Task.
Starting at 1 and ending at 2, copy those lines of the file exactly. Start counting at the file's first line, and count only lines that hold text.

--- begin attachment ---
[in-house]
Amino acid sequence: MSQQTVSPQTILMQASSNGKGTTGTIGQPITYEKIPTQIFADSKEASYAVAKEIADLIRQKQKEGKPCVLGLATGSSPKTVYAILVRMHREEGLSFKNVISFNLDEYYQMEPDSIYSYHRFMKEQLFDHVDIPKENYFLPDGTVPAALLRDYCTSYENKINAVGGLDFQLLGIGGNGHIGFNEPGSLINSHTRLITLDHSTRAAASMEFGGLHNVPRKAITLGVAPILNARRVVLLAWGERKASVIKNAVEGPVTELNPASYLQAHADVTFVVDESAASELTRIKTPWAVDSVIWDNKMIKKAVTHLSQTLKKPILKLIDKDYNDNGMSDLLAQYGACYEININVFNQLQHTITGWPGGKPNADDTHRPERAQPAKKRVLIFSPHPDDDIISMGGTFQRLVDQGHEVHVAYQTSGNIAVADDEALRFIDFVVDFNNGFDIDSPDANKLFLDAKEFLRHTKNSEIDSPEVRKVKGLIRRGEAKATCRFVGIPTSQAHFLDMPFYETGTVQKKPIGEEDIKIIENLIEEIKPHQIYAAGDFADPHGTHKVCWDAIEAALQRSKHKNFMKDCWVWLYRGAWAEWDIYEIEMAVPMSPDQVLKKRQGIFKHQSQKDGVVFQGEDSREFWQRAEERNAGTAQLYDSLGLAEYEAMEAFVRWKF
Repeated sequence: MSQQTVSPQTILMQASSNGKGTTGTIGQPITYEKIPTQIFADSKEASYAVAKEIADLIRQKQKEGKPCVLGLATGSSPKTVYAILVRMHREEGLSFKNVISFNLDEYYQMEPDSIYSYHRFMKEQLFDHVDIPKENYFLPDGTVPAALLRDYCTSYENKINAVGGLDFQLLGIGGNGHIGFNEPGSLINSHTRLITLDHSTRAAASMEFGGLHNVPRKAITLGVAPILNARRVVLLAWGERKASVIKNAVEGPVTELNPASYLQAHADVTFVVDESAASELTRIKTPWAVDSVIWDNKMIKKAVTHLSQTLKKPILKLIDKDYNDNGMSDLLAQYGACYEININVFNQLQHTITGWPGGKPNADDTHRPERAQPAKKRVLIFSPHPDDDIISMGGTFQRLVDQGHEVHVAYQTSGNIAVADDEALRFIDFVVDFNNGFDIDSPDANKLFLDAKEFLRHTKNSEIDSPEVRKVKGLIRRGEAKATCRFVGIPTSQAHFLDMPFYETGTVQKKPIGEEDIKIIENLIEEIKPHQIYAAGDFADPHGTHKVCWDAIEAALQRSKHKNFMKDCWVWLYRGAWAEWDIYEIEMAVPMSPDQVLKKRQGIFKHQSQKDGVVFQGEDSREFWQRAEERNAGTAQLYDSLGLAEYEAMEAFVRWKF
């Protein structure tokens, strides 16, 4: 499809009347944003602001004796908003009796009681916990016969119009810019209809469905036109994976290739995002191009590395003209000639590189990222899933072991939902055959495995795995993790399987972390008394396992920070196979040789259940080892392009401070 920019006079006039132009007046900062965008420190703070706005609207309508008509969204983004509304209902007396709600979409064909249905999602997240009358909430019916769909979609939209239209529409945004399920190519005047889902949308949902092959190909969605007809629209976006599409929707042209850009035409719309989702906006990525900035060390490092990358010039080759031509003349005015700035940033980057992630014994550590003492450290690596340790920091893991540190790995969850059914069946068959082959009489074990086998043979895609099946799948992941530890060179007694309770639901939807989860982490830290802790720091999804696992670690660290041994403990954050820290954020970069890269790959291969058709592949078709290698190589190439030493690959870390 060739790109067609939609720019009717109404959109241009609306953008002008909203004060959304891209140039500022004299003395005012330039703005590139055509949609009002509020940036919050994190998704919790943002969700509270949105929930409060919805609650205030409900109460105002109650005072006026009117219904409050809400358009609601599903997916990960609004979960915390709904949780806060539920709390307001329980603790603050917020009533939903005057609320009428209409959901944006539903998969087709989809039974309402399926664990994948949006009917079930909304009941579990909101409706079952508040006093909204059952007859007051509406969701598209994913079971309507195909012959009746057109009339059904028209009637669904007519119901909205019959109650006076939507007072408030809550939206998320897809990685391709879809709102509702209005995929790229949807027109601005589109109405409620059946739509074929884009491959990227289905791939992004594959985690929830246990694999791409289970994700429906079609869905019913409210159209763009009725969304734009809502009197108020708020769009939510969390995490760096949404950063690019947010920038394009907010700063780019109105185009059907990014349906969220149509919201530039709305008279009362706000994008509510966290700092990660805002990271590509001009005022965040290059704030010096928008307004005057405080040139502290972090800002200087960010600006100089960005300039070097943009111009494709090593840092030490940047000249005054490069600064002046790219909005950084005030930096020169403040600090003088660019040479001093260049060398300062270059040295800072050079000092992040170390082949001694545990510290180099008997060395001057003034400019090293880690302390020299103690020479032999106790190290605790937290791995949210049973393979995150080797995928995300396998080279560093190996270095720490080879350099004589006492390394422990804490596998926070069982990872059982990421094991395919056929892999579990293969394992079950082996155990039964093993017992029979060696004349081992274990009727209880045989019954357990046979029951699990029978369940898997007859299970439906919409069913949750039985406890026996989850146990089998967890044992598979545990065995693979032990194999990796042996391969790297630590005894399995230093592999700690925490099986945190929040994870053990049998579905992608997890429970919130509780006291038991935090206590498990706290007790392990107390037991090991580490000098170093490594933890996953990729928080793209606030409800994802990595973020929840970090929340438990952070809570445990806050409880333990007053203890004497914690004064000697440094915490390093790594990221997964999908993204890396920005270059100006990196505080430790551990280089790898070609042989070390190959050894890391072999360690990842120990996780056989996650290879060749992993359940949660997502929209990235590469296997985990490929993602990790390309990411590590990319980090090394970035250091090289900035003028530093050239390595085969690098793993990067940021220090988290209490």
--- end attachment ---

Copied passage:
[in-house]
Amino acid sequence: MSQQTVSPQTILMQASSNGKGTTGTIGQPITYEKIPTQIFADSKEASYAVAKEIADLIRQKQKEGKPCVLGLATGSSPKTVYAILVRMHREEGLSFKNVISFNLDEYYQMEPDSIYSYHRFMKEQLFDHVDIPKENYFLPDGTVPAALLRDYCTSYENKINAVGGLDFQLLGIGGNGHIGFNEPGSLINSHTRLITLDHSTRAAASMEFGGLHNVPRKAITLGVAPILNARRVVLLAWGERKASVIKNAVEGPVTELNPASYLQAHADVTFVVDESAASELTRIKTPWAVDSVIWDNKMIKKAVTHLSQTLKKPILKLIDKDYNDNGMSDLLAQYGACYEININVFNQLQHTITGWPGGKPNADDTHRPERAQPAKKRVLIFSPHPDDDIISMGGTFQRLVDQGHEVHVAYQTSGNIAVADDEALRFIDFVVDFNNGFDIDSPDANKLFLDAKEFLRHTKNSEIDSPEVRKVKGLIRRGEAKATCRFVGIPTSQAHFLDMPFYETGTVQKKPIGEEDIKIIENLIEEIKPHQIYAAGDFADPHGTHKVCWDAIEAALQRSKHKNFMKDCWVWLYRGAWAEWDIYEIEMAVPMSPDQVLKKRQGIFKHQSQKDGVVFQGEDSREFWQRAEERNAGTAQLYDSLGLAEYEAMEAFVRWKF